Thursday, 14 November 2013

Mast year

It is raining acorns. They land with a sharp CRACK! upon the aluminium roof of the landrover, amazingly causing no dents. A less bell-like tone is produced when they fall upon the greenhouse, or upon the garage roof, but a steady percussion is now building to create a sustained accompaniment to the afternoon’s artistry. I am in the process of attacking a neglected woodland understory with an improbably small, but nonetheless viciously efficient hand saw. And all the while, it is raining acorns.

2013, it transpires, is a good year to be a pig. Apart know. Sausages. But, right up until the moment when it becomes absolutely necessary for such matters to be broached – porcine sensibilites aside – a free ranging pig must be one of the happiest creatures alive this autumn thanks to the abundance of choice tree fruit blanketing the ground. Layer upon delicious layer of your favourite food – not just apples (the apple harvest is fantastic this year, and so it should be considering how poor it was in 2012) – but acorns too, just as choice a delicacy to a pig. This year will go down in the records as a mast year, a year when the harvest of mast – defined as the fruit of woodland trees – is particularly abundant. And while trees such as oak, ash, beech, hazel and chestnut (sweet and horse) are producing impressive crops, the effects are likely also to be seen in the trees and shrubs in our gardens, with an exuberant clothing of berries on hollies and rowans and hawthorns, to name but three.

The exact cause of this phenomenon known as masting is not entirely understood, although it is clearly linked to both weather and climactic conditions, and it has been observed that some species, such as beech, exhibit this behaviour on a regular cycle (approximately every ten years, although this has become shorter in recent decades). All of this has clear implications for our native wildlife, as the effects of an overabundant supply of fruit and nuts cascades along the food chain. As well as being good news for garden birds and fetching field mice, populations of less welcome creatures will also be seeing a significant increase come spring; the thought of an explosion in rat numbers creates a not altogether heart-warming picture. Still, we should never have got rid of the wolves and the boar and the bears, so it serves us right.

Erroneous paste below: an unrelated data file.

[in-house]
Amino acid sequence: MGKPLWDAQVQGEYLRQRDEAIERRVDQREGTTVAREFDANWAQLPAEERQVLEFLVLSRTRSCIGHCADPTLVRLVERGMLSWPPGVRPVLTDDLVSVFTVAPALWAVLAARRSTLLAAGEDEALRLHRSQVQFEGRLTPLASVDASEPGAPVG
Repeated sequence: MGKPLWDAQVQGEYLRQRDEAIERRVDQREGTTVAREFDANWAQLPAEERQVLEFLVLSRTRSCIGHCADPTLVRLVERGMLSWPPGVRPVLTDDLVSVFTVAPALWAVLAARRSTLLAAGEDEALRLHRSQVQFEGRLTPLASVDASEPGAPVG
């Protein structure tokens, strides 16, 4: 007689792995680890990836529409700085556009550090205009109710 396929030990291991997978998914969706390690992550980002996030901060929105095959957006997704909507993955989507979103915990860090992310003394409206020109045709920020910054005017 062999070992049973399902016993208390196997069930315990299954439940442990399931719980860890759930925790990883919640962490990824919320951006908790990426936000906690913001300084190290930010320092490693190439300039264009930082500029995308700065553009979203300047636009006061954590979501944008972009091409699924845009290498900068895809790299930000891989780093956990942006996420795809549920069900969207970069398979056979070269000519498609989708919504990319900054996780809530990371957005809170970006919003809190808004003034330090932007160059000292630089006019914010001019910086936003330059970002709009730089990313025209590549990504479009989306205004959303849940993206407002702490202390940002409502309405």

Quite apart from which, all of this reckless superfluity has clear implications for my lawn mower, as more than one of my gardens borders on the woods and now boasts deep insulating piles of acorns across where once emerald turf shone forth. Optimistically I had hoped the mower would sweep this into the grass bag. Sadly, while the second lowest setting on the blades sees the machine ignore the acorns altogether, the lowest height succeeds in mashing, rather than collecting them – mashed acorn being even more difficult to pick up. The leaf rake buckles under the weight (piles of acorns are deceptively heavy), and the leaf blower too is surprisingly impotent in the face of so much brown shrapnel. Leaving me no option but to shepherd them into great piles, and manually tip fistfuls of the things into the barrow. I really don’t want a lawn full of oak seedlings. Undeterred, it’s warming work on a cold autumn day, and I have a plan to roll out the scarifier on them next time I visit.

But still, for a while longer, it is raining acorns.